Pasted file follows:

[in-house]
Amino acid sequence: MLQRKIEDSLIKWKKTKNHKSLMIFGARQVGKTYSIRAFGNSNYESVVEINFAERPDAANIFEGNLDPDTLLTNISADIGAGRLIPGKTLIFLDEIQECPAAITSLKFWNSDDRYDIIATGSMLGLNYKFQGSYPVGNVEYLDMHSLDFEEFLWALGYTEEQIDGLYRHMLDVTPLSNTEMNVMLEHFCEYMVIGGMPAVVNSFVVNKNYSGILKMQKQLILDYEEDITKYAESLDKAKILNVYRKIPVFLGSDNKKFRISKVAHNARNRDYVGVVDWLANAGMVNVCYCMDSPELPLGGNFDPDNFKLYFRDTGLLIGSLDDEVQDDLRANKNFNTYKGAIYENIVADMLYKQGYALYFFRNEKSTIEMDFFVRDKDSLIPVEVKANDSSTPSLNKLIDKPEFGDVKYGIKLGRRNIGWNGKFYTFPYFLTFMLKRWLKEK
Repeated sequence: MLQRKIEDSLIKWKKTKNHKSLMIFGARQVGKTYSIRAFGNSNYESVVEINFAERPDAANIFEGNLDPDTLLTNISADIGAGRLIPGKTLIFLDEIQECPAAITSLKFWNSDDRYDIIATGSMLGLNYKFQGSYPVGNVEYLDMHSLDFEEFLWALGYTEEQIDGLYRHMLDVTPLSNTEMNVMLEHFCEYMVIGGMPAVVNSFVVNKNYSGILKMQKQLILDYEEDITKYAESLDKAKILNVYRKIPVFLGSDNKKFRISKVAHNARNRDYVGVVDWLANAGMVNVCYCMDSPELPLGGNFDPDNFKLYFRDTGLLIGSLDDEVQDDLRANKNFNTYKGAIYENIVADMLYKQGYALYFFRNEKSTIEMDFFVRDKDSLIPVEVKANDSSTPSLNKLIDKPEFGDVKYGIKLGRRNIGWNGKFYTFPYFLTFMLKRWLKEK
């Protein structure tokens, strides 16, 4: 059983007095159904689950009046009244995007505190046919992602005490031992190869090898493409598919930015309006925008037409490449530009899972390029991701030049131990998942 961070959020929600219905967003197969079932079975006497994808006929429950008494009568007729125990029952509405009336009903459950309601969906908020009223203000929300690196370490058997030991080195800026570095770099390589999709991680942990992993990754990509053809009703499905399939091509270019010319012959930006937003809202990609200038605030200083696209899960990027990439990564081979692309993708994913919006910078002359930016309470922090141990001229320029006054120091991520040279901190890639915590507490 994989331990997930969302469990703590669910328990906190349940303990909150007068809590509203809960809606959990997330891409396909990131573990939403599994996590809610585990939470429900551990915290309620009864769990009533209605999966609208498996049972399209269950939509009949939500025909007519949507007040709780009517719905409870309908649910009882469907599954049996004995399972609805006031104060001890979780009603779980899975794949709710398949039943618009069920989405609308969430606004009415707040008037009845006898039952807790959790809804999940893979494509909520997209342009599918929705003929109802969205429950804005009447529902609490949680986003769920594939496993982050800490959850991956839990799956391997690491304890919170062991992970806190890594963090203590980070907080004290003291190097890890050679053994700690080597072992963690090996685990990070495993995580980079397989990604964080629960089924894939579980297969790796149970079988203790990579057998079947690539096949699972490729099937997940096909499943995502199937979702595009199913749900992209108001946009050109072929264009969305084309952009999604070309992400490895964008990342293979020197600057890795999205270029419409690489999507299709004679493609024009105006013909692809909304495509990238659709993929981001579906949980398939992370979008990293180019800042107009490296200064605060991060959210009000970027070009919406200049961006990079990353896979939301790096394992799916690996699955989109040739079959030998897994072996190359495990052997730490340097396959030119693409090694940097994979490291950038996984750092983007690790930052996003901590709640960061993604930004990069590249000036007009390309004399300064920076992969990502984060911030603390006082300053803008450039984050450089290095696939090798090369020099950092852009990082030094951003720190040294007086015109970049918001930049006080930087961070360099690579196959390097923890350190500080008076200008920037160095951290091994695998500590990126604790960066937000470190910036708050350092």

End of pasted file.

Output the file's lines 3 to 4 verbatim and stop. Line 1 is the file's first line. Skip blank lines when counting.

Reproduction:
Repeated sequence: MLQRKIEDSLIKWKKTKNHKSLMIFGARQVGKTYSIRAFGNSNYESVVEINFAERPDAANIFEGNLDPDTLLTNISADIGAGRLIPGKTLIFLDEIQECPAAITSLKFWNSDDRYDIIATGSMLGLNYKFQGSYPVGNVEYLDMHSLDFEEFLWALGYTEEQIDGLYRHMLDVTPLSNTEMNVMLEHFCEYMVIGGMPAVVNSFVVNKNYSGILKMQKQLILDYEEDITKYAESLDKAKILNVYRKIPVFLGSDNKKFRISKVAHNARNRDYVGVVDWLANAGMVNVCYCMDSPELPLGGNFDPDNFKLYFRDTGLLIGSLDDEVQDDLRANKNFNTYKGAIYENIVADMLYKQGYALYFFRNEKSTIEMDFFVRDKDSLIPVEVKANDSSTPSLNKLIDKPEFGDVKYGIKLGRRNIGWNGKFYTFPYFLTFMLKRWLKEK
């Protein structure tokens, strides 16, 4: 059983007095159904689950009046009244995007505190046919992602005490031992190869090898493409598919930015309006925008037409490449530009899972390029991701030049131990998942 961070959020929600219905967003197969079932079975006497994808006929429950008494009568007729125990029952509405009336009903459950309601969906908020009223203000929300690196370490058997030991080195800026570095770099390589999709991680942990992993990754990509053809009703499905399939091509270019010319012959930006937003809202990609200038605030200083696209899960990027990439990564081979692309993708994913919006910078002359930016309470922090141990001229320029006054120091991520040279901190890639915590507490 994989331990997930969302469990703590669910328990906190349940303990909150007068809590509203809960809606959990997330891409396909990131573990939403599994996590809610585990939470429900551990915290309620009864769990009533209605999966609208498996049972399209269950939509009949939500025909007519949507007040709780009517719905409870309908649910009882469907599954049996004995399972609805006031104060001890979780009603779980899975794949709710398949039943618009069920989405609308969430606004009415707040008037009845006898039952807790959790809804999940893979494509909520997209342009599918929705003929109802969205429950804005009447529902609490949680986003769920594939496993982050800490959850991956839990799956391997690491304890919170062991992970806190890594963090203590980070907080004290003291190097890890050679053994700690080597072992963690090996685990990070495993995580980079397989990604964080629960089924894939579980297969790796149970079988203790990579057998079947690539096949699972490729099937997940096909499943995502199937979702595009199913749900992209108001946009050109072929264009969305084309952009999604070309992400490895964008990342293979020197600057890795999205270029419409690489999507299709004679493609024009105006013909692809909304495509990238659709993929981001579906949980398939992370979008990293180019800042107009490296200064605060991060959210009000970027070009919406200049961006990079990353896979939301790096394992799916690996699955989109040739079959030998897994072996190359495990052997730490340097396959030119693409090694940097994979490291950038996984750092983007690790930052996003901590709640960061993604930004990069590249000036007009390309004399300064920076992969990502984060911030603390006082300053803008450039984050450089290095696939090798090369020099950092852009990082030094951003720190040294007086015109970049918001930049006080930087961070360099690579196959390097923890350190500080008076200008920037160095951290091994695998500590990126604790960066937000470190910036708050350092």